Kepler Mission – Yielding an Answer – With Jon Jenkins

jenkins_jon_3_enh11Dear Rui,

 

Everyone on the Project that I’ve seen over the past few days are excited but outwardly calm. Each of us has a kernel of anxiety deep within, but the opportunity to explore Kennedy Space Center and share the experience with colleagues, friends and family is truly amazing and is distracting us from the anxiety. It’s like being on the biggest roller coaster in the world, where you are rattling up to first big hill and are catching the first glimpse of the steep downward slope just beyond the crest. You haven’t started flying downward, yet, but you know it’s going to happen any moment now, and you know that your heart is going to leap into your throat, and you’re holding your breath (inwardly), waiting for the big drop. I can’t wait for it to happen, but at the same time I’m savoring the moment: Kepler is safe on the launch pad. The potential science energy can’t be any greater than it is now. I’m waiting for the spring to unwind and for Kepler to be flung out to space which is it’s true home; it’s what Kepler is destined for.

 

I’ve been waiting for this moment for 14 years. Tonight, NASA Discovery Program’s Kepler Mission will blast off at 10:48 pm from Canaveral Air Force Station taking the hopes and dreams of myself and so many other people who’ve worked so hard for so long to make this moment happen. It feels like I’m on a roller coaster on its way up to the first big hill, ka-ching, ka-ching. I can just start to see the big drop just beyond the crest of the tracks, and at launch there will be no turning back and we’ll be taken along for one of the most thrilling rides of our lives. Yesterday I watched “Magnificent Desolation” at the IMAX theater at KSC Visitor Complex. Unbidden tears formed in my eyes and flowed down my cheeks towards the end of the film. The enormity of the goals and aspirations achieved by the Apollo Program are overwhelming.

 

The Kepler Mission carries on Apollo’s tradition of pushing the envelope of human ingenuity and technology. I feel truly privileged to have taken part in the development of Kepler and can hardly wait to see the data finally coming back from the flight instrument. Christopher Columbus “discovered” the New World in 1492. Within a few decades the Balboa had reached the west coast of North America and gazed on the Pacific Ocean. In a few decades we, too, will have mapped out the distribution and frequency of planets of all sizes in our neighborhood Milky Way Galaxy. The previously uncharted frontier of discovery will have yielded the answer to a question that is thousands of years old: “Are there other Earths?”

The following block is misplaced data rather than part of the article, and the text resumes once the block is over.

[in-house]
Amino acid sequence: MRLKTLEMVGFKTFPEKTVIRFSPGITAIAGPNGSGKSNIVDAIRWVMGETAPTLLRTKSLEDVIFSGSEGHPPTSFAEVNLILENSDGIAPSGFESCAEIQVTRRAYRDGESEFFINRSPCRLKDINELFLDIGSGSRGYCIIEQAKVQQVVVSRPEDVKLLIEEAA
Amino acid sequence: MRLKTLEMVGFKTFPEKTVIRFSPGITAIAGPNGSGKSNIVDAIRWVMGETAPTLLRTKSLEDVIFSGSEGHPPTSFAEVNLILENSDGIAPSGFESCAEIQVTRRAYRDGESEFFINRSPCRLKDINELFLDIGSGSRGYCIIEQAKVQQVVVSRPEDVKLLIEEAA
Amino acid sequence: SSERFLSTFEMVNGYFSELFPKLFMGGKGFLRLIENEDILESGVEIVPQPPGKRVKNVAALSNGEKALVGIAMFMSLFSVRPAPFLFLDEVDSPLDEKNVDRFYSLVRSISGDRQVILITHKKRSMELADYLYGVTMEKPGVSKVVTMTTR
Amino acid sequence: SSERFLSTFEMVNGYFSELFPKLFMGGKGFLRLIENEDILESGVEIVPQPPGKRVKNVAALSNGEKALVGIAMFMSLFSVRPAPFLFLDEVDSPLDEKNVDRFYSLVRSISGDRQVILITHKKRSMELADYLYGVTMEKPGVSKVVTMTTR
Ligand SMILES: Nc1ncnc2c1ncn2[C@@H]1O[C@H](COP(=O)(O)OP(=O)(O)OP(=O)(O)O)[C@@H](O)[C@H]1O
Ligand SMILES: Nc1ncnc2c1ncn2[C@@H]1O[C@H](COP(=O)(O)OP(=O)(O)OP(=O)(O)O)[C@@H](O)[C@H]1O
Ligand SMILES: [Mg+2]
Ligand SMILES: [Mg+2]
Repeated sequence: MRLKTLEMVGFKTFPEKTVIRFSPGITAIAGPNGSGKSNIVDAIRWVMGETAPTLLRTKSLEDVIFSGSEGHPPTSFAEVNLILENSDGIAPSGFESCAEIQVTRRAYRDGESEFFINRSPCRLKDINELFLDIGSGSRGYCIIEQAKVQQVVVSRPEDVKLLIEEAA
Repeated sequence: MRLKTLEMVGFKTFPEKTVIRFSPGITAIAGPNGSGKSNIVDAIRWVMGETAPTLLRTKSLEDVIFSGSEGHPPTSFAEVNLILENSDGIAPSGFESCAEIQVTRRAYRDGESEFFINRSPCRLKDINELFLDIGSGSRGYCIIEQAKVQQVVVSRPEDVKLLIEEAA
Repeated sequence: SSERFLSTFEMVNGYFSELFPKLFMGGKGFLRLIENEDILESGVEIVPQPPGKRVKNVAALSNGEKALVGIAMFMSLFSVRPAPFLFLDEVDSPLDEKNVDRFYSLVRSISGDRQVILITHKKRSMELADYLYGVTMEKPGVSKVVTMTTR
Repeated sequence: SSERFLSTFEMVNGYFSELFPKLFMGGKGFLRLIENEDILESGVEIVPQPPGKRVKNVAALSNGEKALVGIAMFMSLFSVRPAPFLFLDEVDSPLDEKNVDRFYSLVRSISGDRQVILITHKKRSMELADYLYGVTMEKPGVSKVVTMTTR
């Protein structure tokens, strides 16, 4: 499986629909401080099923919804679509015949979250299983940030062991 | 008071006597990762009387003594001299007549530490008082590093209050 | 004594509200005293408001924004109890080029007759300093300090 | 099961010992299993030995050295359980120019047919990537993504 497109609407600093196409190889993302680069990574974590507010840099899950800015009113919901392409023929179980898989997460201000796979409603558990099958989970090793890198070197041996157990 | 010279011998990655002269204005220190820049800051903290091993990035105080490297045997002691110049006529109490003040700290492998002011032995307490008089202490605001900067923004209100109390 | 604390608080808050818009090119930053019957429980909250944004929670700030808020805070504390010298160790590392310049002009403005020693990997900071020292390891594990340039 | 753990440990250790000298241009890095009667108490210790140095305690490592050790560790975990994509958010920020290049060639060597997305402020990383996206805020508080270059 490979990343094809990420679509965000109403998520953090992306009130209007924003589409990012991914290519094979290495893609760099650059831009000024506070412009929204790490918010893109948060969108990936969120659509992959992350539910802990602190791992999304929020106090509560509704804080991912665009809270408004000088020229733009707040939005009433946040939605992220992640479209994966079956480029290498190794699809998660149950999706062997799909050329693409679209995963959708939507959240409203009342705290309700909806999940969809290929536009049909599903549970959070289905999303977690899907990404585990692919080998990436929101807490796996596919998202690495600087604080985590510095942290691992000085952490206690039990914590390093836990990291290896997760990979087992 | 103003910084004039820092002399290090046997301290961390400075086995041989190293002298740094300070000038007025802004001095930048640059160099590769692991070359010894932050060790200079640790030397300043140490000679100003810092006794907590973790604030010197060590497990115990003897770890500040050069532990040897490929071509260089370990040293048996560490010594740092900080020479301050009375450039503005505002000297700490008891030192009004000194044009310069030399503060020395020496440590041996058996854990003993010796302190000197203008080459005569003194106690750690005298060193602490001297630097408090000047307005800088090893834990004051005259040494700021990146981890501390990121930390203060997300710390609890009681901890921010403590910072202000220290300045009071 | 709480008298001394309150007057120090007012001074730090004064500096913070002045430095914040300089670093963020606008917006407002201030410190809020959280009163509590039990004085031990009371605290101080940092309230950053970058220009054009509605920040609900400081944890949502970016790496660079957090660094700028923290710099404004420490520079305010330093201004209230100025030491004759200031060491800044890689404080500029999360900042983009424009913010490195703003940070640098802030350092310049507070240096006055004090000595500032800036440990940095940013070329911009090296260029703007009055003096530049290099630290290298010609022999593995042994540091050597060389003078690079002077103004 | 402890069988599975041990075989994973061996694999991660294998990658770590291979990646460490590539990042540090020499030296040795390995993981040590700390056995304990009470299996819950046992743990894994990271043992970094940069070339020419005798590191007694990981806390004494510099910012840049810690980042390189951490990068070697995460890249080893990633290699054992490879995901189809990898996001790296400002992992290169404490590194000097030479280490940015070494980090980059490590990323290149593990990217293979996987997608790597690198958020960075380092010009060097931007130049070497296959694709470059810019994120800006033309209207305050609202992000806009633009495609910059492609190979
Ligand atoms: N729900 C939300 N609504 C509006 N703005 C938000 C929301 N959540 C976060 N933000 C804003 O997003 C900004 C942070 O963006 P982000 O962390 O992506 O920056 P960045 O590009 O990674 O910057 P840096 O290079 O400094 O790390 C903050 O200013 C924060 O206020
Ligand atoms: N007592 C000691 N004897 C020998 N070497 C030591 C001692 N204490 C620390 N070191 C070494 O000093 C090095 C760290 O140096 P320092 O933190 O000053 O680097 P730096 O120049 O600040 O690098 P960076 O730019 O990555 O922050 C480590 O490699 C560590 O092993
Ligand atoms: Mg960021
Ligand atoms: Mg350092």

We need to do a better job of verifying our new worlds’ identities than Columbus did. Significant time and effort will be required to follow up on the candidates identified in Kepler’s data. We won’t be able to directly confirm Earth analogs, so we’ll rely on bootstrapping ourselves to that goal. Large planets in short period orbits of a few days will be discovered early, and these can be directly confirmed by ground observations. Time and experience will allow us to push the boundaries out to smaller planets and to longer orbital periods. We’ve waited for 25 years to get Kepler launched since Bill Borucki published his first paper on transit photometry; I’m sure we can wait a few years for true Earth analogs to be emerge from the data!

 

Today Kepler sits poised on the launch pad waiting patiently to begin its journey of discovery. In a few years we’ll have witnessed the discovery of many new worlds, some of which may be home to other peoples who cast their gaze in the direction of Sol during their nights, wondering if other beings exist somewhere in the galaxy. Kepler won’t tell us whether these extraterrestrials exist, but it will tell us where their homes are. So I’ll watch tonight’s launch with a lump in my throat, and I expect, tears in my eyes, as Kepler finally ascends to its orbit and begins its historical observations.

 

Jon Jenkins

SETI Institute Principal Investigator             

Kepler Mission Analysis Lead

 

Photo by Seth Shostak/SETI Institute

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    • beyond the cradle
    • March 9th, 2009

    Dear James Brown, a pleasure to count with your visit to BEYOND THE CRADLE, hope we can meet again in the future, who knows what occasion for? :)

  1. Like you I felt a lump in my throat and tears in my eyes when Kepler reached for the stars. I wish I were younger and talented enough to play even a small part in the discoveries about to be made by the Kepler team. I wish them luck.

    The only part I can play is to train my own SETI system on the Kepler star field and watch with my own set of radio eyes. My system is drifting in now and should be on target in about two hours.

    Regards… Jim http://www.SETI.Net

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